The Ivy Coach Daily

September 20, 2009

Waiving Rights on the College Application

Waive Rights on Common App, Common App Rights, Waive Rights in Admissions
Absolutely waive your rights on The Common App. Otherwise, teachers won’t write candidly about you.

On the Secondary School Report and the Teacher Evaluation of The Common Application, the question reads: “IMPORTANT PRIVACY NOTICE: Under the terms of the Family Educational Rights and Privacy Act (FERPA), after you matriculate you will have access to this form and all other recommendations and supporting documents submitted by you and on your behalf after matriculating, unless at least one of the following is true: 1. The institution does not save recommendations post-matriculation; 2. You waive your right to access below, regardless of the institution to which it is sent. / Yes, I do waive my right to access, and I understand I will never see this form or any other recommendations submitted by me or on my behalf; No, I do not waive my right to access, and I may someday choose to see this form or any other recommendations or supporting documents submitted by me or on my behalf to the institution at which I’m enrolling, if that institution saves them after I matriculate.”

Students Should Always Waive Their FERPA Rights

Students and their parents often ask us how they should answer this question. Our answer is always the same: Waive your rights! By waiving your right to access, your teachers and counselor have the freedom to write honest evaluations. When college admissions officers read school reports or teacher evaluations and the student has not waived his/her rights, it presents a red flag and, yes, admissions officers can absolutely read between the lines. By waiving your right to access, your teachers and counselor have the freedom to write candidly. Once you waive your rights, the only way you will have the right to see your recommendations would be if you were accepted and then matriculated to the college. And once you’ve already enrolled, it doesn’t make much sense why you would even care about reading these letters. So trust the people whom you’ve asked to fill out the forms and write your letters of recommendation. If you value the relationships that you have with your teachers and your school counselor, and they agree to write letters on your behalf, then there is every reason right there why you would agree to waive your rights.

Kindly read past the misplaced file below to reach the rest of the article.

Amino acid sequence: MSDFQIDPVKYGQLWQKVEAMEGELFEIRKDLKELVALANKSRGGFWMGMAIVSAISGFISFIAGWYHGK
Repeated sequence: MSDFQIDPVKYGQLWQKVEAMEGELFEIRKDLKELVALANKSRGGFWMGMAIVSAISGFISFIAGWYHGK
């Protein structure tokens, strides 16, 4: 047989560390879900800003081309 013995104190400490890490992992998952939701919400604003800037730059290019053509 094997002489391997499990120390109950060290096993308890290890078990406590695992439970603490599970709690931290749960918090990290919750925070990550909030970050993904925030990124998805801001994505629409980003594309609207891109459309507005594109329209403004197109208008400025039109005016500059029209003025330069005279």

Recommendations Contain Evaluative Criteria Too

Now that you know you need to waive your rights, you should also think carefully about which teachers you should ask to write letters on your behalf before you reach out to them. In addition to writing you letters, the teachers you select will have to complete teacher evaluations, so it’s important that you consider these ratings and how you think your teachers will respond. The Teacher Evaluation of The Common Application has the following criteria on which your teachers rate you: academic achievement, intellectual promise, quality of writing, creative, original thought, productive class discussion, respect accorded by faculty, disciplined work habits, maturity, motivation, leadership, integrity, reaction to setbacks, concern for others, self-confidence, initiative, independence, and overall. Applicants are rated on a scale of below average to average to good to very good to excellent (top 10%) to outstanding (top 5%) to one of the top few I’ve encountered (top 1%). Your school counselor also completes the Secondary School Report with other questions.

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